August , 2019
Saving the last person in rural India from hunger
14:14 pm

Dr PK Agrawal and Hrusikesh Das

The Global Hunger Index (GHI) 2018 ranks India at the 103rd position out of 119 countries despite having plenty of food grains. The situation remains grim due to dwindling purchasing power and a lack of distributive justice. Any death due to hunger and famine should be identified as a shame for the policy planners, administrators, and political executives at the helm of affairs.

According to a report titled ‘The State of Food Insecurity in the World 2018’ by the Food and Agriculture Organization of United Nations (FAO), India remains home to the largest number of undernourished people in the world - 202 million (14.9% of its population) as of 2018. Around 195.9 million people go hungry every day. The same report also states that 21% of children under 5 years are underweight and 38.4% of children under 5 years are stunted. One in four children is malnourished.

Moreover, hunger and malnutrition have a distinct gender dimension and are widespread among women and mothers. Every second woman in India is reported to be anaemic. Actually, anaemia affects 75% children below 5 years, 51% of women between 15 and 59 years and 87% of pregnant women. More than 70% of women and kids have serious nutritional deficiencies. Similarly, Scheduled Tribes (STs), Scheduled Castes (SCs) and minorities ((Muslims) are greatly disadvantaged in this regard. 

Moreover, 12 of the 17 major states fall into the ‘alarming’ category and one into the ‘extremely alarming’ category. It is alarming that these 17 states are home for 95% of the Indian population. Persisting food inflation further aggravates the problem, especially for the poor. Poverty, gender inequality and low level of awareness can be identified as the primary causes of hunger and malnutrition in India.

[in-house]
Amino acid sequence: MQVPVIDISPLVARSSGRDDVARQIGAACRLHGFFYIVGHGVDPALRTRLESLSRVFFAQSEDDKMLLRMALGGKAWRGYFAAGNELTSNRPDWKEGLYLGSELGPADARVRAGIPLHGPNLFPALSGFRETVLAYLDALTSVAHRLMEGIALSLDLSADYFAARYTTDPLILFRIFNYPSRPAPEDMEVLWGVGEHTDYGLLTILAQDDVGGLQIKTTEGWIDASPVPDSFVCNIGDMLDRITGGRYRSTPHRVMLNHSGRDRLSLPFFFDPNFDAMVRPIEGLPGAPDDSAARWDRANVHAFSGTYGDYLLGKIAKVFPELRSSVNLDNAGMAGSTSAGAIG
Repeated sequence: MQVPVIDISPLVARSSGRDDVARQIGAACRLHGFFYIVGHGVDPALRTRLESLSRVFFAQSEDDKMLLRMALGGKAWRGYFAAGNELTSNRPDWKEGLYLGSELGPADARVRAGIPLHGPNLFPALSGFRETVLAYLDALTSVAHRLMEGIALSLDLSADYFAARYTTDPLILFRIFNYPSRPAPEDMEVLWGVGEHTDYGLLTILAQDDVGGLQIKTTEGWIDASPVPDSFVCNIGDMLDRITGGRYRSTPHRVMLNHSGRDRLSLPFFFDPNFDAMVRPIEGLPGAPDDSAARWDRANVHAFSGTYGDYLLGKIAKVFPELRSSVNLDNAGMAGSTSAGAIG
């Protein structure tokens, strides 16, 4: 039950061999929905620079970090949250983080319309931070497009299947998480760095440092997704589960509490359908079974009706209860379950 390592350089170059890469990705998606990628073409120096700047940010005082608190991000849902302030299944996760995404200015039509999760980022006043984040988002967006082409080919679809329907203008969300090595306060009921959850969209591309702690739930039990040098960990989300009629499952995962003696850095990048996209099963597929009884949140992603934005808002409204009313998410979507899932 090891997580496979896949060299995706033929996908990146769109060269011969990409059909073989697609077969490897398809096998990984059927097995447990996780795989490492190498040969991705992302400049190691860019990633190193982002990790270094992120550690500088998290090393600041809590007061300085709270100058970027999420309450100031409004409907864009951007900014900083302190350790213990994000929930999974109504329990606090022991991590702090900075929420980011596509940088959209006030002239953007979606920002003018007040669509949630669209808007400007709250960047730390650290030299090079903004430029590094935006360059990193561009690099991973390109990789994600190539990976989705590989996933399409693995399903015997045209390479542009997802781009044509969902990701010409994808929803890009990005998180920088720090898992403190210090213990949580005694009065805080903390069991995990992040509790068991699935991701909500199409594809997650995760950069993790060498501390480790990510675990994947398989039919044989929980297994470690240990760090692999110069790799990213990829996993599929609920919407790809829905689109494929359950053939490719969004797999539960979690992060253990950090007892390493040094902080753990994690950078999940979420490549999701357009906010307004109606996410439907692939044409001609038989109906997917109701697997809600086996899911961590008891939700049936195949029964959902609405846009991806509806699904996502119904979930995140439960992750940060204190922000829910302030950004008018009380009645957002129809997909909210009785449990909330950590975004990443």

The Indian government has been responding with a number of measures to overcome hunger and malnutrition. The National Food Security Act, 2013 (also Right to Food Act) aims to provide subsidised food grains to approximately two-thirds of India's 1.2 billion people. The National Food Security Act, 2013 (NFSA 2013) converts food security into a legal entitlement. It includes the Midday Meal Scheme, Integrated Child Development Services scheme and the Public Distribution System. Further, the NFSA 2013 recognises maternity entitlements. The Midday Meal Scheme and the Integrated Child Development Services Scheme are universal in nature whereas the Public Distribution System (PDS) is to reach about two-thirds of the population (75% in rural areas and 50% in urban areas). Pregnant women, lactating mothers, and certain categories of children are eligible for daily free cereals. Most of the state governments have already implemented this Act.

The Odisha government implemented the Food Security Act in 14 districts from November 17, 2015. The Odisha state government has been implementing another scheme to counter poverty and hunger with effect from January 1, 2019 through the KALIA scheme. This scheme has been launched to accelerate agricultural prosperity and is also aimed at elimination of poverty. The scheme will also provide financial and livelihood cultivation support along with insurance support to small, marginal and the landless farmers. However, implementation of these measures has not been complete.

The situation in India warrants the formulation of a Below BPL (BBPL) category in order to save the poorest in rural India from hunger and death. Redistribution of excess government land can also benefit the situation. Additionally, every gram panchayat should have a dedicated fund of `5000 that can be given out to BBPL families as emergency relief in case of starvation issues. The MGNREGA scheme should be extended to 150 days and entail only manual work. If these steps are taken by the central government in collaboration with the state governments, it will mark the initiation of India’s fight against hunger and famine. 

P.K.Agrawal retired as Commissioner General, Department of Land Reforms, West Bengal. He has about a dozen books on land reforms, development and bureaucracy. For this article, he was assisted by H.Das who is associated with IIM, Sirmaur, Odisha.

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